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The History of Hanukkah
By December 18, 2016 Read More →

The History of Hanukkah

“Hannukah”—the celebration of the (re-)dedication of the Temple in Jerusalem—goes back to the very first dedication—that of Solomon in the 10th century BCE. But the holiday Jews have long called Hannukah commemorates just one of the Temple’s re-dedications—that at the hand of the Maccabees in 164 BCE. This holiday has sometimes been called a “minor” […]

December 124 B.C.E. Hannukah
By October 11, 2016 Read More →

December 124 B.C.E. Hannukah

The Hasmoneans, for their part, were aware of the goodwill borne to them by most, but not all, Egyptian Jews. They sought to strengthen the ties between the two communities in many ways; for example, by inviting the Egyptian Jews to join them in the celebration of the newly established Feast of Hannukah, to commemorate […]

Posted in: Jews of Egypt
Background to Hanukkah: Inscription Reveals Roots of Maccabean Revolt, Hershel Shanks, BAR 34:06, Nov-Dec 2008.
By August 30, 2015 Read More →

Background to Hanukkah: Inscription Reveals Roots of Maccabean Revolt, Hershel Shanks, BAR 34:06, Nov-Dec 2008.

A major new inscription that recently surfaced on the antiquities market and has been acquired by the Israel Museum in Jerusalem sheds dramatic new light on the run-up to the Maccabean revolt in the second century B.C.E.1 Until now, almost everything we know about the Maccabean revolt, which freed the Temple from the desecration of […]

The Feast of the Hanukkah, Roland de Vaux, Ancient Israel, McGraw-Hill, New York 1961.
By April 13, 2008 0 Comments Read More →

The Feast of the Hanukkah, Roland de Vaux, Ancient Israel, McGraw-Hill, New York 1961.

The Dead Sea Scrolls Most modern translations call this feast the feast of the Dedication. Its Greek name, Τά ’Εγκαίνια, means the ‘inauguration’ or ‘the renewal’, and this is a more literal rendering of the Hebrew hanukkah, the name which was given to the feast by the Rabbis and by which it is still known […]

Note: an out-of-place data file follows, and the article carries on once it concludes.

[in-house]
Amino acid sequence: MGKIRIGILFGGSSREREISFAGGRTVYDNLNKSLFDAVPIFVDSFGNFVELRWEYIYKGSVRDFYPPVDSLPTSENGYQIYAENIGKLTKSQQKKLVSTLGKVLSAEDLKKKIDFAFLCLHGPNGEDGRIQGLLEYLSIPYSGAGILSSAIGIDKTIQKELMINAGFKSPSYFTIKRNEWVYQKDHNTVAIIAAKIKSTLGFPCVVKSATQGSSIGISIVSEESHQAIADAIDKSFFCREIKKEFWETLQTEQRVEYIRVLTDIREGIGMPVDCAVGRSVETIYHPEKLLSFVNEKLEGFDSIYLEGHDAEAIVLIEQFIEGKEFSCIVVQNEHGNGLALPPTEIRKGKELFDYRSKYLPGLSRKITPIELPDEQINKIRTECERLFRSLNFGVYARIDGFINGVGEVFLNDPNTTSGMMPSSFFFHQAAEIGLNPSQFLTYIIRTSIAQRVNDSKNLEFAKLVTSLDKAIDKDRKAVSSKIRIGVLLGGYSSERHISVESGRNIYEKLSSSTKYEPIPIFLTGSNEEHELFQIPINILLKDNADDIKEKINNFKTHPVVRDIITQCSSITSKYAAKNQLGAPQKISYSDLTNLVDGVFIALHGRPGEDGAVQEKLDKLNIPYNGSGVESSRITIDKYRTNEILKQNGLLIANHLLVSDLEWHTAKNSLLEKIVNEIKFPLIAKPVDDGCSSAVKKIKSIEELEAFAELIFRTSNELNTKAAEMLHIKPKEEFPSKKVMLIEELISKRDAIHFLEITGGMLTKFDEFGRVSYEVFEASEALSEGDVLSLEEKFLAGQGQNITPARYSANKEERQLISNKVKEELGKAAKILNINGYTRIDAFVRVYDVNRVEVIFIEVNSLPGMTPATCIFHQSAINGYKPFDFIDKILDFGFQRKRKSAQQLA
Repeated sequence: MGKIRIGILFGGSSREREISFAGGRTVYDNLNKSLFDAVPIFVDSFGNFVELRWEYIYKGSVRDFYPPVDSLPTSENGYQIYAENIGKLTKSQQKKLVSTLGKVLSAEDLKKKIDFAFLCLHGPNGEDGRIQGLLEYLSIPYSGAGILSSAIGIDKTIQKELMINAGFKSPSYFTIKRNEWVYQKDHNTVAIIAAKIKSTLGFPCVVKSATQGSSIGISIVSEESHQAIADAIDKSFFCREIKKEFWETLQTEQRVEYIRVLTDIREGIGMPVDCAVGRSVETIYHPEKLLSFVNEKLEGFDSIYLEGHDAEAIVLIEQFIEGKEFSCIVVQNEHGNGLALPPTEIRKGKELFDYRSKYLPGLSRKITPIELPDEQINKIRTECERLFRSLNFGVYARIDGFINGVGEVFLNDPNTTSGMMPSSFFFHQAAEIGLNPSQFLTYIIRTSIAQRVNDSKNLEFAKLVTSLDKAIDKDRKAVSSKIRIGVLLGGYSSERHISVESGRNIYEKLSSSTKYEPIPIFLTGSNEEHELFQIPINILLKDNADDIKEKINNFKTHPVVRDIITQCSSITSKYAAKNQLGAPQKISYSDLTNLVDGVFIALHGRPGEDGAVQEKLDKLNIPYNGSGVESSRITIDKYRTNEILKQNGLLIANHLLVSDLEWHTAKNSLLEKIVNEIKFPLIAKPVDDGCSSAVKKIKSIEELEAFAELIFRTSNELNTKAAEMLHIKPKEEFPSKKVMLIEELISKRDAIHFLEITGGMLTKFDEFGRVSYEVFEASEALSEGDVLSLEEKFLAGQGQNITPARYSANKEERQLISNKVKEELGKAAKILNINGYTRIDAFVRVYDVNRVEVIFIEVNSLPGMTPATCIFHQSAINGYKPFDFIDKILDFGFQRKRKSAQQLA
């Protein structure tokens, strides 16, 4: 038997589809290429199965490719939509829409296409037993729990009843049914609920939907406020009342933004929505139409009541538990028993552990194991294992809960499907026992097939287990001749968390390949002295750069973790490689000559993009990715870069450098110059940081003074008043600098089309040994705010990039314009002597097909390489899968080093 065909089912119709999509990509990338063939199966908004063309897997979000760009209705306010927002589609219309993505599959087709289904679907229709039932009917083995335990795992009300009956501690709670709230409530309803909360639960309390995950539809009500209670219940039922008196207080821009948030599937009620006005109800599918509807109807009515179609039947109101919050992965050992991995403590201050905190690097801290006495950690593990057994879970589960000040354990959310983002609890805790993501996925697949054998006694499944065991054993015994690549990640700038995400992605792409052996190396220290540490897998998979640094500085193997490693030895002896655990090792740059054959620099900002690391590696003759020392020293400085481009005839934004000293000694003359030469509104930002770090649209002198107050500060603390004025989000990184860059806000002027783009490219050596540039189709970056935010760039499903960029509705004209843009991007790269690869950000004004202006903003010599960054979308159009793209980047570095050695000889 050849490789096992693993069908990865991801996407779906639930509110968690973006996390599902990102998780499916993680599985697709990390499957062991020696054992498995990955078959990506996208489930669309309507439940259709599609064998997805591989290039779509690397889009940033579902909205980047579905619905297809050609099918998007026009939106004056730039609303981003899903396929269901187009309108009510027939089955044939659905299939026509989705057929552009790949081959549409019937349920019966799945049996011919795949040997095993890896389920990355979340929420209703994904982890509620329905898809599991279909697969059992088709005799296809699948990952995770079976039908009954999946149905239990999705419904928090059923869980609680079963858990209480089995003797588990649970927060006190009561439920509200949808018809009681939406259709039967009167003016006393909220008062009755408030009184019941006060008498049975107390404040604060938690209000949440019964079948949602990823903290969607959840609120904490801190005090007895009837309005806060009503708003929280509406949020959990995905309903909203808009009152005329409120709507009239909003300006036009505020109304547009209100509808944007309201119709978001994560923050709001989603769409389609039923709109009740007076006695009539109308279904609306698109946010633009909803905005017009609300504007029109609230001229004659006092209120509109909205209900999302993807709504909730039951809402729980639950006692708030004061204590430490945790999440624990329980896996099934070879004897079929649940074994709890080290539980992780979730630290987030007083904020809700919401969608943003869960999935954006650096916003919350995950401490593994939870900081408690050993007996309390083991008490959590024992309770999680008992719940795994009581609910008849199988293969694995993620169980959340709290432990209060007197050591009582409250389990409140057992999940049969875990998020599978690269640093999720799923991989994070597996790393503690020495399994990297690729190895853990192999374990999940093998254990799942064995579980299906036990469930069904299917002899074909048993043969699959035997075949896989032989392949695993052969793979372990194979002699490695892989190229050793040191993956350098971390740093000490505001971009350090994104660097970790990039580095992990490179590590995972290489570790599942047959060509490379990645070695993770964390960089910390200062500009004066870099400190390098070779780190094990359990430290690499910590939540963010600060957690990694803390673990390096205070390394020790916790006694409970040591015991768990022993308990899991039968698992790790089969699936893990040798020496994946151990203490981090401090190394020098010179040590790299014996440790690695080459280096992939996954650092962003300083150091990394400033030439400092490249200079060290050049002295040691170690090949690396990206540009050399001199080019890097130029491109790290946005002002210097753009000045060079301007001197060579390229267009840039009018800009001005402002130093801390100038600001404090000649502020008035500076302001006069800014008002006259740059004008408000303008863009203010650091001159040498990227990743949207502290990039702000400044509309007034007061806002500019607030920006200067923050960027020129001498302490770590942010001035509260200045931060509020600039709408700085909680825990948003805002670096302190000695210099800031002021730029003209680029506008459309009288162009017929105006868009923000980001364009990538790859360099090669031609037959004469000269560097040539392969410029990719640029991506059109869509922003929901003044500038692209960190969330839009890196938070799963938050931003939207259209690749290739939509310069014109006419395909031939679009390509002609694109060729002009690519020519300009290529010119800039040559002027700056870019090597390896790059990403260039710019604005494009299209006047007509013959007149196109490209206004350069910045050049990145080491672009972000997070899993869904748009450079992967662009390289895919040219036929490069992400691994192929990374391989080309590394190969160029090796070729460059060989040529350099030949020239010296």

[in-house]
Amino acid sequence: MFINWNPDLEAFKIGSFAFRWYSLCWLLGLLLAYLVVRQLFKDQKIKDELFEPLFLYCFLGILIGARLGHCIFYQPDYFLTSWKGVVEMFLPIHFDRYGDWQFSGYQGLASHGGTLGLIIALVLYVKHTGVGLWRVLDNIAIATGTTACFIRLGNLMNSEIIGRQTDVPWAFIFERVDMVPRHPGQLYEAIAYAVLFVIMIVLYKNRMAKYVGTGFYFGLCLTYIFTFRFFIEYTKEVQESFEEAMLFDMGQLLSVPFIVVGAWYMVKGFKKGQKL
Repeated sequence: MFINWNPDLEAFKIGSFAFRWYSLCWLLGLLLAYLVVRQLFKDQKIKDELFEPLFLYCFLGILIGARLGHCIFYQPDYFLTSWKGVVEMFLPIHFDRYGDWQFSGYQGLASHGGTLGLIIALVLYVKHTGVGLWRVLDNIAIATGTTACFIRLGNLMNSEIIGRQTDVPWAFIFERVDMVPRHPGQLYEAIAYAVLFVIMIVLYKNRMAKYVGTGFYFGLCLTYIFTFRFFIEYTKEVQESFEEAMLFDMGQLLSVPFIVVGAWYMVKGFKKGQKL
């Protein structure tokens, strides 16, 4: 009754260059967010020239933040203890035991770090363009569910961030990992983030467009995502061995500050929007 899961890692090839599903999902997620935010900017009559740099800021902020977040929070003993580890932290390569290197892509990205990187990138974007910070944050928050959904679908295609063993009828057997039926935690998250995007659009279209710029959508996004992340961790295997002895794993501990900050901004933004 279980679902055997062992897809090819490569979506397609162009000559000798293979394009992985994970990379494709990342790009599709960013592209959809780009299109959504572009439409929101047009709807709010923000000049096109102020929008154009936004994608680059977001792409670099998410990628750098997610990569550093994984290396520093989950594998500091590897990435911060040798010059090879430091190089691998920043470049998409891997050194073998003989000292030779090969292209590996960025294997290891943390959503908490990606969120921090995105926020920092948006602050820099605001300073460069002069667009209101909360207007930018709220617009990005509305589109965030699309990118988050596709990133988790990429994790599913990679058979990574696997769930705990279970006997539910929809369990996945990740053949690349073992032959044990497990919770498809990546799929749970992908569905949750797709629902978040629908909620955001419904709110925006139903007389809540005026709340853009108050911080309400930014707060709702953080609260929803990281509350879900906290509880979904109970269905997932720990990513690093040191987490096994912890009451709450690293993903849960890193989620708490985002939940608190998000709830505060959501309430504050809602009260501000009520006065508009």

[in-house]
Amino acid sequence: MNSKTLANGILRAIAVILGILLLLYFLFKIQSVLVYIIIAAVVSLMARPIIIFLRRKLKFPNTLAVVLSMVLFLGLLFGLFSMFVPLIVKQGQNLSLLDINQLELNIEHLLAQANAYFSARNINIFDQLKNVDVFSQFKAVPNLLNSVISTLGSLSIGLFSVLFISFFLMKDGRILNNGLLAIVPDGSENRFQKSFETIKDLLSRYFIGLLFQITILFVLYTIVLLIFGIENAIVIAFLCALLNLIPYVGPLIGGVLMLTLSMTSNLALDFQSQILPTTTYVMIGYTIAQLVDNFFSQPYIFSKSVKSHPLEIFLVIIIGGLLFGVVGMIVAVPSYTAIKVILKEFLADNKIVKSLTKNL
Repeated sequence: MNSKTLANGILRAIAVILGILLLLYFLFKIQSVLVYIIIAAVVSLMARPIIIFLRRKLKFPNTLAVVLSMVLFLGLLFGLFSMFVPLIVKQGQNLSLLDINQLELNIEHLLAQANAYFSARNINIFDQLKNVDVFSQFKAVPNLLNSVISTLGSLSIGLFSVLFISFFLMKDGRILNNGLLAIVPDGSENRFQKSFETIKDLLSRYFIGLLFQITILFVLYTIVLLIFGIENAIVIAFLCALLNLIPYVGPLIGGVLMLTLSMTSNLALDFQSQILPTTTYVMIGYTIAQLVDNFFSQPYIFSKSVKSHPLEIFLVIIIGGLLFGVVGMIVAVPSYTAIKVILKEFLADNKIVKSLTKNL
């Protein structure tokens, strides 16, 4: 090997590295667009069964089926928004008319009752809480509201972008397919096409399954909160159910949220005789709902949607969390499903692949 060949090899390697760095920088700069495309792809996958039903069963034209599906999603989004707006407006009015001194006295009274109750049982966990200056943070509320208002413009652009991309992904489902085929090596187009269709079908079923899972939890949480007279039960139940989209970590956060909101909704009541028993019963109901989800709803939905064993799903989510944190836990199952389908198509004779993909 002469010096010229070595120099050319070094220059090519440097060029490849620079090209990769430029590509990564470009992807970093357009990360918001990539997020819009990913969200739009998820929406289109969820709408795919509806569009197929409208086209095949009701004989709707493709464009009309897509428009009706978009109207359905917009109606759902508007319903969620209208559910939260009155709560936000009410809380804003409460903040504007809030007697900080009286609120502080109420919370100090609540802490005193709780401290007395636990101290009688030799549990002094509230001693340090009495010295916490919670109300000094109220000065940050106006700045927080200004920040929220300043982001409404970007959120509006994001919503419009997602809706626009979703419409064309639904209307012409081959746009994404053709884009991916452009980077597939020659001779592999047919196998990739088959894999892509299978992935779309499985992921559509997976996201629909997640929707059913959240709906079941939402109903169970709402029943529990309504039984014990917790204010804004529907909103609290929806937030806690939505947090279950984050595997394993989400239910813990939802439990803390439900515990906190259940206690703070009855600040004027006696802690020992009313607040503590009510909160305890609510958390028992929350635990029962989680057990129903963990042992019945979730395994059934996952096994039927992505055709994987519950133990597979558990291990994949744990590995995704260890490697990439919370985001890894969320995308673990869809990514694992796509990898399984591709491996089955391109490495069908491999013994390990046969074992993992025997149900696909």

Posted in: Introduction
Al ha-Nissim: Additional Prayer for Hanukkah
By April 9, 2008 0 Comments Read More →

Al ha-Nissim: Additional Prayer for Hanukkah

Greco-Roman Period ‘Al ha-Nissim, inserted in the Amidah and the Grace after Meals on all eight days of Hanukkah, is only preserved in medieval texts. Yet its concentration on the military victory—not on the miracle of the burning of the oil for eight days—testifies to its antiquity. We thank thee for the miracles, for the […]

Babylonian Talmud Shabbat 21b: The Significance of Hanukkah
By April 9, 2008 0 Comments Read More →

Babylonian Talmud Shabbat 21b: The Significance of Hanukkah

The holiday of Hanukah, celebrating the Jewish victory over the Seleucids and the rededication of the Temple in 164 B.C.E., was observed by the lighting of lamps, symbolizing the relighting of the Temple menorah. The Babylonian Talmud explained the significance of the festival and detailed its observance. Our Rabbis taught- “The commandment of Hanukkah is […]

The Daily Life of the Jew
By April 9, 2008 0 Comments Read More →

The Daily Life of the Jew

Excerpted from Lawrence H. Schiffman, From Text to Tradition, Ktav Publishing House, Hoboken, NJ, 1991. The rabbis sought to sanctify all of man’s actions, even the most mundane. Accordingly, it was expected that such matters as personal hygiene and dress would come under the halakhah as well as matters usually understood as “religious” in the modern sense. […]

Jerusalem Talmud Haggigah 2:1 (77a-77c): Four Who Entered the Pardes
By April 9, 2008 0 Comments Read More →

Jerusalem Talmud Haggigah 2:1 (77a-77c): Four Who Entered the Pardes

Greco-Roman Period The following aggadic narrative demonstrates the reasons for the Rabbinic hesitation to teach esoteric traditions. After Elisha ben Abuyah becomes an apostate, his student Rabbi Meir continues to respect his immense learning while feeling the pain of his loss to the Rabbinic community of sages. Four entered the Pardes- 215 One peeked and […]

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Baruch 1-2: The Destruction of the Temple and the Exile
By April 8, 2008 0 Comments Read More →

Baruch 1-2: The Destruction of the Temple and the Exile

1These are the words of the book that Baruch son of Neriah son of Mahseiah son of Zedekiah son of Hasadiah son of Hilkiah wrote in Babylon, 2 in the fifth year, on the seventh day of the month, at the time when the Chaldeans took Jerusalem and burned it with fire. 3 Baruch read […]